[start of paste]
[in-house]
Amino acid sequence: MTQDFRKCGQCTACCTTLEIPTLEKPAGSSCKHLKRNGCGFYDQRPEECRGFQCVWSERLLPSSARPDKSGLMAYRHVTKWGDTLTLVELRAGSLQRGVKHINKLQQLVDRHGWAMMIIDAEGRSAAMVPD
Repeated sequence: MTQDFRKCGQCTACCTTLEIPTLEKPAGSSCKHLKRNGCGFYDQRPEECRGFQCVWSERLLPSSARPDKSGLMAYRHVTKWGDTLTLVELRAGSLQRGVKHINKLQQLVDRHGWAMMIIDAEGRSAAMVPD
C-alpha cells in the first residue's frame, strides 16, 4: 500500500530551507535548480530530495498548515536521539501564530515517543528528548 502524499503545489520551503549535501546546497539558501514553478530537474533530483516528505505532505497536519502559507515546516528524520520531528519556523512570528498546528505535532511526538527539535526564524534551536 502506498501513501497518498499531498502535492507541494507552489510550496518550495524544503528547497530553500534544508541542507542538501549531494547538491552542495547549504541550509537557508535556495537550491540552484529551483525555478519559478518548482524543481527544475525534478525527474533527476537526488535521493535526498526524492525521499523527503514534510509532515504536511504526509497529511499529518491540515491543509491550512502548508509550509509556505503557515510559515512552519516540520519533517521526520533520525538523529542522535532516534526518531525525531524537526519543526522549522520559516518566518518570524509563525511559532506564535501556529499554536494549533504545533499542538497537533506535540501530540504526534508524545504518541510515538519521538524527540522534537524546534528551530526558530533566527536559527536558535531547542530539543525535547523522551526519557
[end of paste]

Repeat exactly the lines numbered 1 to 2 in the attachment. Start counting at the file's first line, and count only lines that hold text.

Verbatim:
[in-house]
Amino acid sequence: MTQDFRKCGQCTACCTTLEIPTLEKPAGSSCKHLKRNGCGFYDQRPEECRGFQCVWSERLLPSSARPDKSGLMAYRHVTKWGDTLTLVELRAGSLQRGVKHINKLQQLVDRHGWAMMIIDAEGRSAAMVPD